The news changes daily about the coronavirus. Some firms decided to cancel large meetings and travel, or even to close their offices altogether. I read a recent article in The American Lawyer. The article analyzes how this health scare and the coming election may impact a projected recession.
According to a Citi Private Bank report last month, the legal market posted growth of over 5% in 2019. This was based on increased demand and increased rates. The article pointed out that a prolonged shock to the economy would undoubtedly hurt not just demand, but would also increase clients’ resistance to increases in billing rates. Unfortunately, since the article was published, there have been increasing numbers of coronavirus cases in the United States. Also, the World Health Organization declared coronavirus to be a pandemic, and the stock market has plunged even further.
The article cited an industry consultant who said There’s been a feeling on the part of many chairs and managing partners that the legal market is due for a correction at some point. It’s possible that this may be the beginning of it. Even going back to before the December start of the coronavirus outbreak in Wuhan, China, a majority of American economists had predicted the U.S. economy would enter a recession by the end of 2021.
But given the historic 11-year economic expansion in the U.S., change may have been bound to come at some point without coronavirus concerns. One firm chair pointed to changes in his firm’s “distressed” practice areas. “We had a lot of bankruptcy activity. We had a lot of loan enforcement activity.” There is also “talk about a softening energy market.”
With the introduction of fears about the impact of the coronavirus on top of the projections about an upcoming recession, there’s more questions than answers at this stage. One managing partner pointed out that the disease introduces an added layer of uncertainty to the firm’s existing preparations for a potential recession. The coronavirus exists outside of a natural economic downturn. We don’t know yet how it will affect our business but we’re watching it very closely.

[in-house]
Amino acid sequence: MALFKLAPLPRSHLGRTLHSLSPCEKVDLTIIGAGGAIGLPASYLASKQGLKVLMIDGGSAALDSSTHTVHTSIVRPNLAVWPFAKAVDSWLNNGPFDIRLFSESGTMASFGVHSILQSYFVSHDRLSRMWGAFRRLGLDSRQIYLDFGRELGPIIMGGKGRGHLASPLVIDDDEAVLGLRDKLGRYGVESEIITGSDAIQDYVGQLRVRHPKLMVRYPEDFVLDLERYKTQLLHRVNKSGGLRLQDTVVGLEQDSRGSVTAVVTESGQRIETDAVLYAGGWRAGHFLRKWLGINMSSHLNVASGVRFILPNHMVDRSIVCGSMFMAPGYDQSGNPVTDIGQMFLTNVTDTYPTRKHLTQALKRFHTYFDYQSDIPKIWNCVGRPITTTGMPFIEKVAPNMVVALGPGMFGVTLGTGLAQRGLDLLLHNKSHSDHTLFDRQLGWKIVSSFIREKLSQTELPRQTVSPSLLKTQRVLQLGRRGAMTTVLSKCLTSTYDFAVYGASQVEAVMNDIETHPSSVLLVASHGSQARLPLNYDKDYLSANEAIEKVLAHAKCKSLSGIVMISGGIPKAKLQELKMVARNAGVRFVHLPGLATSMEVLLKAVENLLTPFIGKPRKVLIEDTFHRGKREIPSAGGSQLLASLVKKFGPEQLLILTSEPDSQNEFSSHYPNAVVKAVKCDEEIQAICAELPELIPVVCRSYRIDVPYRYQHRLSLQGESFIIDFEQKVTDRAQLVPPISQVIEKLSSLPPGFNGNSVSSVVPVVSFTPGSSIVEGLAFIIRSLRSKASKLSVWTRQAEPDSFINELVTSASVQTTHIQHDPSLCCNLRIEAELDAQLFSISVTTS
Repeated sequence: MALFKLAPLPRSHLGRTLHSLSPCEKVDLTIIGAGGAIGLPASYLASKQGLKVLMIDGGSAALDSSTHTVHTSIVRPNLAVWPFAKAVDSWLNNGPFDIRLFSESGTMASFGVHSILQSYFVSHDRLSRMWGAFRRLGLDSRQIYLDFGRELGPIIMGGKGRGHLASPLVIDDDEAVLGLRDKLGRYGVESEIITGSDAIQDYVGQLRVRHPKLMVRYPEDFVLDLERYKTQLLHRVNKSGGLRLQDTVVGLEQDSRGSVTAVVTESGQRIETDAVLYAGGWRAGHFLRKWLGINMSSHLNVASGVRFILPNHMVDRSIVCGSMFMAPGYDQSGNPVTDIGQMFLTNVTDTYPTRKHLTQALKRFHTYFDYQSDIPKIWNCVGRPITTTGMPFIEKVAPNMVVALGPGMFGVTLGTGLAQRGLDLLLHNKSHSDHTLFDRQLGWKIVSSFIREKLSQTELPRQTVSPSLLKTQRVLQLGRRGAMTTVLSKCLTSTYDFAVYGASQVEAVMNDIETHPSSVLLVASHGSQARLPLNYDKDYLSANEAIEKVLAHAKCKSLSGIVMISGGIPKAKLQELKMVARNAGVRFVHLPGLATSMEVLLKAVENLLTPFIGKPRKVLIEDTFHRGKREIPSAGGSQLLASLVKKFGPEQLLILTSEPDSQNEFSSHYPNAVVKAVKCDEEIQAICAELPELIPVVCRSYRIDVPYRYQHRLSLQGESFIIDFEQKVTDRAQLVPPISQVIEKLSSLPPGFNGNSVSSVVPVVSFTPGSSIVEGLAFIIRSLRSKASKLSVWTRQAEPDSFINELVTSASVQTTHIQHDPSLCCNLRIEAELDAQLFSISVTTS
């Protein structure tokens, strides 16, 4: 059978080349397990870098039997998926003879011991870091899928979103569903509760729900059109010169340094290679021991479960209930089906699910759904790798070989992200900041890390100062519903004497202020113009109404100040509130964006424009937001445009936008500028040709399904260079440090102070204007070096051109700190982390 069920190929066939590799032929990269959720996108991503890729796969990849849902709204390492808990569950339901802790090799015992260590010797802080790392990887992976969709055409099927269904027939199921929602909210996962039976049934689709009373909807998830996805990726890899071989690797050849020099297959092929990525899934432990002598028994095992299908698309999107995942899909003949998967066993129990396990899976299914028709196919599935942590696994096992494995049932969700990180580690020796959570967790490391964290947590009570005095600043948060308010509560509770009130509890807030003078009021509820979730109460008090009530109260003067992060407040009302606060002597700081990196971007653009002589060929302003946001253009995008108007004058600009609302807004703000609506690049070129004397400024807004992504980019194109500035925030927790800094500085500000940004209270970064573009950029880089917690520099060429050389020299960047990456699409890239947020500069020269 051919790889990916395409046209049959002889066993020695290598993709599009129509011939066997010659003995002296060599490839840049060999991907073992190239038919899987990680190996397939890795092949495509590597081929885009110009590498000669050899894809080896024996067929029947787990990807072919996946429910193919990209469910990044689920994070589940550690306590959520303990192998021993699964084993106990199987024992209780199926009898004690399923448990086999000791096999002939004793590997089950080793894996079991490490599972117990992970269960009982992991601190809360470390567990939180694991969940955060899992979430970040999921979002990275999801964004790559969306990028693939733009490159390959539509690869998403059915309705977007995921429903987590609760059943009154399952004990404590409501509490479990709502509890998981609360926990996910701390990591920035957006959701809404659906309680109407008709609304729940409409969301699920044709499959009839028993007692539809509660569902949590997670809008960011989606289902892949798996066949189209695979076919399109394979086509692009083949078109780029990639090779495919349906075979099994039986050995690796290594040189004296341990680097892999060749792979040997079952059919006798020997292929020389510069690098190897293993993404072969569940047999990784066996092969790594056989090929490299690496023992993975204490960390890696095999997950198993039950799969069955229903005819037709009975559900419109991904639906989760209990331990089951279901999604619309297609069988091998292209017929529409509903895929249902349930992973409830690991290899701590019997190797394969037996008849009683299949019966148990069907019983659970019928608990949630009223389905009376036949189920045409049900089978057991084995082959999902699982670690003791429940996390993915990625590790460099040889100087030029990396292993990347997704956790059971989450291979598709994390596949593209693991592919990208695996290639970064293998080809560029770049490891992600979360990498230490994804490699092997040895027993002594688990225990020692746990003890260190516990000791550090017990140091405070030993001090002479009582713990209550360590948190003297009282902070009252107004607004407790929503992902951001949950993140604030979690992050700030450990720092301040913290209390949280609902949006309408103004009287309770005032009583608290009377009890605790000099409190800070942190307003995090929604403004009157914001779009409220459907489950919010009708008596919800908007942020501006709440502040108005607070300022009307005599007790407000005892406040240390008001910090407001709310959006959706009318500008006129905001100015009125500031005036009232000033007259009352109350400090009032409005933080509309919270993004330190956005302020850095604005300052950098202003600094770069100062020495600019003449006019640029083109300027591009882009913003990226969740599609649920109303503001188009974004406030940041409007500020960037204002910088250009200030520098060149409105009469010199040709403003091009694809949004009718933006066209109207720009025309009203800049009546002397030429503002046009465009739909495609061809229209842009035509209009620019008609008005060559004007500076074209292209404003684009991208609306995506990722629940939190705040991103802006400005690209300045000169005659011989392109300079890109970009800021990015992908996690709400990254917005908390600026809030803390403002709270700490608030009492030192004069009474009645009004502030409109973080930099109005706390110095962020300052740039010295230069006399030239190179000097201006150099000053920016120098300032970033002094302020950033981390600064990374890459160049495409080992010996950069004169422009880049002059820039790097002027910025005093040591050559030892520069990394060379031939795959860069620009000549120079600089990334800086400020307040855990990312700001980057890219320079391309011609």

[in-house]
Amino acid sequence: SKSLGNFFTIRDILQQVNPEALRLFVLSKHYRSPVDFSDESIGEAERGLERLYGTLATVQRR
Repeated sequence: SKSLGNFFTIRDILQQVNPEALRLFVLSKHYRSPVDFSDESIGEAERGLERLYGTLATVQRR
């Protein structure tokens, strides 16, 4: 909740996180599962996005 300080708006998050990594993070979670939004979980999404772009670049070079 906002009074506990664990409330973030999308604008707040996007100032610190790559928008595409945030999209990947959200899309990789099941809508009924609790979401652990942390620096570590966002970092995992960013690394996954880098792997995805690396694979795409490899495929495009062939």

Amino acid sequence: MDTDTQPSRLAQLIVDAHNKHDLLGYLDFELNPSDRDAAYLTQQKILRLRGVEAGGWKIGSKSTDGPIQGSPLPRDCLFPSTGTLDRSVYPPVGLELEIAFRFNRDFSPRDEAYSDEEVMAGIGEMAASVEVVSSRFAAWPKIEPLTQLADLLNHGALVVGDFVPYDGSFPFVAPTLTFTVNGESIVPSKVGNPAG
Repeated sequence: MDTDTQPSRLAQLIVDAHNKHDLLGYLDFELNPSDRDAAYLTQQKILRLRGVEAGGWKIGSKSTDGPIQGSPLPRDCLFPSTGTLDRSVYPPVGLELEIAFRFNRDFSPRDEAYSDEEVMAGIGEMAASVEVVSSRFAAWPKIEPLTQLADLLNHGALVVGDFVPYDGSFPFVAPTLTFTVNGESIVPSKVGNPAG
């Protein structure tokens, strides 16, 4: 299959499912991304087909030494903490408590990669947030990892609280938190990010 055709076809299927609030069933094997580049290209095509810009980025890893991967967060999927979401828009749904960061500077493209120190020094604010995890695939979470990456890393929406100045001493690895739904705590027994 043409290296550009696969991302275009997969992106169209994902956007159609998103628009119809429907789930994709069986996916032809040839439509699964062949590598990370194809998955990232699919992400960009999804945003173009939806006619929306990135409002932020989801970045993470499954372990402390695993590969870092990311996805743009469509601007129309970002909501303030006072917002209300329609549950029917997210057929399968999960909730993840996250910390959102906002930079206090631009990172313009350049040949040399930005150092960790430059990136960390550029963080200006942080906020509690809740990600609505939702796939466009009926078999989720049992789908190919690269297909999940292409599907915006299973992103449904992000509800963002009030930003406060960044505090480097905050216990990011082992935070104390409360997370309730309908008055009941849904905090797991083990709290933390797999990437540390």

A New President?
At the same time, the natural uncertainty that exists in the market during a Presidential election year is happening. With change in the presidential administration, will come new demand for lawyers, as clients scramble to make sense of uncertainty. Regulators who “pivot their focus” and potential new legislation will both bring new needs. During the current Democratic primary process, comparisons of Bernie Sanders and Joe Biden at firms center on who is perceived to be more business-friendly. Regardless of what happens in the economy and in health news, there will still be a major election in November.
The future does not worry one managing partner. He said his firm has capabilities in . . . five industries that are relevant to good times and to times of distress. Other firms are getting ready for busier litigation and bankruptcy practices. The industry consultant “advises that more firms consider the inevitable downturn, regardless of when it transpires, as an opportunity . . . ‘to make deeper cuts they’ve wanted to make for some time, but about which they’ve faced internal opposition during a stronger economy.’” The article concluded by stating that the firms that get this right will also be well-positioned to make a run at top talent at firms that have been complacent.
It remains to be seen whether the coronavirus outbreak will hasten an economic downturn. That said, it seems like the legal industry is in agreement that there will be a downturn on the horizon. The cause could be the health scare, the upcoming election, or a normal economic cycle. It’s certainly an issue for firms to keep a close eye on.